The Brain-Gut Connection

Have you ever noticed how food choices can affect mood? We have! We continuously see clients have improved energy, mood & sleep once they begin to change lifestyle habits. It is amazing how different behaviors can affect our body in such drastic ways. How can this be, & why should you care? It all ties back to our gut health. The healthier our gut, the better we feel, which is something we can all get behind.  

You may remember from our previous blog post; we discussed both the gut microbiome (the bacteria colonies and their environment) & the enteric nervous system (the part of our nervous system that impacts how we think and feel) & how they both have potential capabilities in impacting mental health. To explain, researchers are currently studying how certain gut microbes may be more indicated in people who suffer from anxiety & depression. To explain a bit more, basically we have “good” microbes & “bad” microbes. Ideally, we want a higher ratio of good microbes compared to bad. This research is incredibly fascinating, but once again, why should we care? We should care because our lifestyle habits can strongly influence the ratio of good to bad microbes in our gut, which ultimately influences how we feel.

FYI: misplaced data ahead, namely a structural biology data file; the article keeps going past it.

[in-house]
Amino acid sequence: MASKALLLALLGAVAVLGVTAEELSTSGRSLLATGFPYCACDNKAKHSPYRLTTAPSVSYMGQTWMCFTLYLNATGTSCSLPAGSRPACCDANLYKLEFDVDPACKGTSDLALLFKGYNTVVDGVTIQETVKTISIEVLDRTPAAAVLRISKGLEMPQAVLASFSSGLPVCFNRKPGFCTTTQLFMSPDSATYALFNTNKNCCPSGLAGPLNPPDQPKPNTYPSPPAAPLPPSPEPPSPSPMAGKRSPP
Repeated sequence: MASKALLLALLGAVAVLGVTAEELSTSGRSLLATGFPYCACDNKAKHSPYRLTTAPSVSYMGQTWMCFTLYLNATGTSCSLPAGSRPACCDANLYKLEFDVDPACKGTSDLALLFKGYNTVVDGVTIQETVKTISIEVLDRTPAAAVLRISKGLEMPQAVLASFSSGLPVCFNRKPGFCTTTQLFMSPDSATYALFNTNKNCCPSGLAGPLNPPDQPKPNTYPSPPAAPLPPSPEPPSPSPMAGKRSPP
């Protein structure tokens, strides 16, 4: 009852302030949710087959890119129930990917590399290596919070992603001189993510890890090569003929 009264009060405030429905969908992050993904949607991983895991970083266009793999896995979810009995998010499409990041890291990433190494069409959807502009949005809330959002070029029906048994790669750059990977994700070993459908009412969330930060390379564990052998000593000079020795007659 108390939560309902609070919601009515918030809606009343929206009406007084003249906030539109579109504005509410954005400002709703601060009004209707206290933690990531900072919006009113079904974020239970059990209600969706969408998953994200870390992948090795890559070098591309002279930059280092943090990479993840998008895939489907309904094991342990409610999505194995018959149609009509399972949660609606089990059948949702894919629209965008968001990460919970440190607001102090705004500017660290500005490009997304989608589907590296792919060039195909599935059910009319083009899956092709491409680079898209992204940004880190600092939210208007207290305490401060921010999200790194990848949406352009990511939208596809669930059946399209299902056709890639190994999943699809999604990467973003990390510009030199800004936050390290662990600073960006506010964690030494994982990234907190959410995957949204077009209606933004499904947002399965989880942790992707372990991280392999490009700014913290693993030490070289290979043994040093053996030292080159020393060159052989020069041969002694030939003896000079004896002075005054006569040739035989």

You may have heard of serotonin in the past – serotonin is a hormone that regulates mood, perception, reward, anger, memory and more. In fact, about 95% of serotonin is made in the gut. This alone suggests the strong connection between your gut and brain. 

Okay so here’s something that is medium gross, but a wildly fascinating example of how our gut microbiome and its ability to create serotonin can impact mental health: To treat c. diff, which is a truly horrific gut infection, strong antibiotics are prescribed. If these don’t work, the next step is to do a fecal transplant, which is exactly what it sounds like: taking poop from a healthy donor and placing it in the colon of the infected person. That’s the gross part. But the fascinating part is that it’s been seen that if the donor was depressed the recipient can become depressed, even if the recipient has never had a history of depression. Our microbiome has that strong of an influence on our mood and mental health. 

Can’t wait to dig WAY more into this when the course drops this spring!

-Alex Grbcich, MS, RD, LD, CPT

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